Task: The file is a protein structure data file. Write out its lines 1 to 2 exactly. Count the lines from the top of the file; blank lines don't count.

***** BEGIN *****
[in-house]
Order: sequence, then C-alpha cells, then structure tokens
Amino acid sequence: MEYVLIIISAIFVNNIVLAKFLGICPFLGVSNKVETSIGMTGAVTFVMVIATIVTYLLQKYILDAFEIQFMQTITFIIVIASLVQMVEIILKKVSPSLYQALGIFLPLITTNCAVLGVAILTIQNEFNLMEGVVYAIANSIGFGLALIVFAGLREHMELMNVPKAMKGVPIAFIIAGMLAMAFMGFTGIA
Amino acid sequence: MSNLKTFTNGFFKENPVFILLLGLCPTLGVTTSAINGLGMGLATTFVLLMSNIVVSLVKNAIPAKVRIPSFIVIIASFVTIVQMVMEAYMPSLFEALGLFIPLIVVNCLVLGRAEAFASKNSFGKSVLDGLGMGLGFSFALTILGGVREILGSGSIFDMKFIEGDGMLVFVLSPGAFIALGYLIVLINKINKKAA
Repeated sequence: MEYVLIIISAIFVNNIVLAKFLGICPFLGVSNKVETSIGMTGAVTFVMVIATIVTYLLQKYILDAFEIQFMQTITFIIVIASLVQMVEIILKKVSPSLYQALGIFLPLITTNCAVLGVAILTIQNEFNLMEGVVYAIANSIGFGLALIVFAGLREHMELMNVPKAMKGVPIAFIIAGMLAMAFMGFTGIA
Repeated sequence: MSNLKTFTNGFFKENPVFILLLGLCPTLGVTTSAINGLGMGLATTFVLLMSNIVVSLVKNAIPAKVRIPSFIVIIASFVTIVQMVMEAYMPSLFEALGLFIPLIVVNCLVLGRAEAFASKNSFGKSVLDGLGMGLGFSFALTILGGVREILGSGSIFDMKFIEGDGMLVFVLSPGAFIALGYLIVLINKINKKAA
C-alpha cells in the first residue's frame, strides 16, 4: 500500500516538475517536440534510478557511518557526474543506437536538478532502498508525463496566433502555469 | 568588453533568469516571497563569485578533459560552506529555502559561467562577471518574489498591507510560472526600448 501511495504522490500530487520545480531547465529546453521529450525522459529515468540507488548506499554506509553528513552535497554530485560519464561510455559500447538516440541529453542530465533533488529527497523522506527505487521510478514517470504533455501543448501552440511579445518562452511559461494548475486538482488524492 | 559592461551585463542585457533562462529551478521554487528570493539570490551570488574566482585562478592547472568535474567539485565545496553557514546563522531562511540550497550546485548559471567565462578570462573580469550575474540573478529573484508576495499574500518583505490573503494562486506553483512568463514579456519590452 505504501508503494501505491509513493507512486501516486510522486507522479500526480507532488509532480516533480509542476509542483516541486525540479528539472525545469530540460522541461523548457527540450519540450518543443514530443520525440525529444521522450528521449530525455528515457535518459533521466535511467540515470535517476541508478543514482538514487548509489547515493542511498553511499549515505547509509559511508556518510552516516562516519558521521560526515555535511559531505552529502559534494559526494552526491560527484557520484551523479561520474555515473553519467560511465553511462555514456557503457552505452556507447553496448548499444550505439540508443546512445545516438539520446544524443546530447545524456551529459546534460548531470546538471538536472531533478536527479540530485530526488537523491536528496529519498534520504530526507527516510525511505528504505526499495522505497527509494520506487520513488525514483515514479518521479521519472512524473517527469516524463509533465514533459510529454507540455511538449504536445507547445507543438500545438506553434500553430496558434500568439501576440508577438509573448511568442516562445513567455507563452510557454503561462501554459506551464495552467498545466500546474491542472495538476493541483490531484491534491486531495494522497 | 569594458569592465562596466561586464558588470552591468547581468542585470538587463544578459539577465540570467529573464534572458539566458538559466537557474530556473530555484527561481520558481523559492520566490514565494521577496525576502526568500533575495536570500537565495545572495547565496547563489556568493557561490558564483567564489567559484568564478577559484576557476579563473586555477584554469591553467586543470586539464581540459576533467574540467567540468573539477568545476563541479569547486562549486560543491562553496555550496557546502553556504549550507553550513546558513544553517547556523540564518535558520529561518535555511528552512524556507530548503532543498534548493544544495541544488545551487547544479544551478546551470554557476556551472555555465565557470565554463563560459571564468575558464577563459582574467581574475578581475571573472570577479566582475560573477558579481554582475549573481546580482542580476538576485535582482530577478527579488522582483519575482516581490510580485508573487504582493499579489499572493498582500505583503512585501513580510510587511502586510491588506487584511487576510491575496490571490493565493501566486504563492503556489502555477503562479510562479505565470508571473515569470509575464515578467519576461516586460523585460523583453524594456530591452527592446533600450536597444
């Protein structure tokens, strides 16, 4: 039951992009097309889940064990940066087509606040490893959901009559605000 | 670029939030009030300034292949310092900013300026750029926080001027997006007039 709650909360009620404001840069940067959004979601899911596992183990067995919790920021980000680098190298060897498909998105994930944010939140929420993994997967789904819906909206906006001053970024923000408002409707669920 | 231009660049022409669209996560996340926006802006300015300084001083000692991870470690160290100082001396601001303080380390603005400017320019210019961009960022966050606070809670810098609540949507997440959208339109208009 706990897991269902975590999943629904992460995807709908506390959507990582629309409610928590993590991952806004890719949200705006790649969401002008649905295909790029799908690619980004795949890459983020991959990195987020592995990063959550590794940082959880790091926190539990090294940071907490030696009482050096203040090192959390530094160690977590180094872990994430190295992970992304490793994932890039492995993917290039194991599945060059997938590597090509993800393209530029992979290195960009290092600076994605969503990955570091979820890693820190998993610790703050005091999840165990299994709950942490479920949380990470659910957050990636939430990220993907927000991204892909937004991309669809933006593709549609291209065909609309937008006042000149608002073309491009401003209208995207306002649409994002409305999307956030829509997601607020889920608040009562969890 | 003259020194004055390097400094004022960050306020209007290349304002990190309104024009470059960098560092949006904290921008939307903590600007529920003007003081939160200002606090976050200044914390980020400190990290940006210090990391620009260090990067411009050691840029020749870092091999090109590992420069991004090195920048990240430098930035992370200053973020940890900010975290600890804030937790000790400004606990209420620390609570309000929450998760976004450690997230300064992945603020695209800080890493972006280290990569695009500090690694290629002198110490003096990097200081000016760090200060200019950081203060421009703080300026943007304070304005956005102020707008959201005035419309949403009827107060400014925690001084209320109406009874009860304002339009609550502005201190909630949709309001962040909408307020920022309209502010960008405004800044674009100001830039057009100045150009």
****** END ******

[in-house]
Order: sequence, then C-alpha cells, then structure tokens